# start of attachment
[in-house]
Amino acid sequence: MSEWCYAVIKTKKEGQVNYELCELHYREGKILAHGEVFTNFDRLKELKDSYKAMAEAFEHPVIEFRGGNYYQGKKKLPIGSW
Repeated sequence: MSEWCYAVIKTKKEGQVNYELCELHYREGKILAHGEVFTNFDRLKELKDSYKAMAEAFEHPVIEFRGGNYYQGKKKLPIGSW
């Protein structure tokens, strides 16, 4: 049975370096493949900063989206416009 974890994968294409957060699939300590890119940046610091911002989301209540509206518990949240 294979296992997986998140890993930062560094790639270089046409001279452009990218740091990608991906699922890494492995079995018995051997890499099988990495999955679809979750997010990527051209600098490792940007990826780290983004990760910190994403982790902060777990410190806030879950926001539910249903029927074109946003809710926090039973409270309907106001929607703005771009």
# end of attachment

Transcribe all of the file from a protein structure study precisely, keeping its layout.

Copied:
[in-house]
Amino acid sequence: MSEWCYAVIKTKKEGQVNYELCELHYREGKILAHGEVFTNFDRLKELKDSYKAMAEAFEHPVIEFRGGNYYQGKKKLPIGSW
Repeated sequence: MSEWCYAVIKTKKEGQVNYELCELHYREGKILAHGEVFTNFDRLKELKDSYKAMAEAFEHPVIEFRGGNYYQGKKKLPIGSW
């Protein structure tokens, strides 16, 4: 049975370096493949900063989206416009 974890994968294409957060699939300590890119940046610091911002989301209540509206518990949240 294979296992997986998140890993930062560094790639270089046409001279452009990218740091990608991906699922890494492995079995018995051997890499099988990495999955679809979750997010990527051209600098490792940007990826780290983004990760910190994403982790902060777990410190806030879950926001539910249903029927074109946003809710926090039973409270309907106001929607703005771009």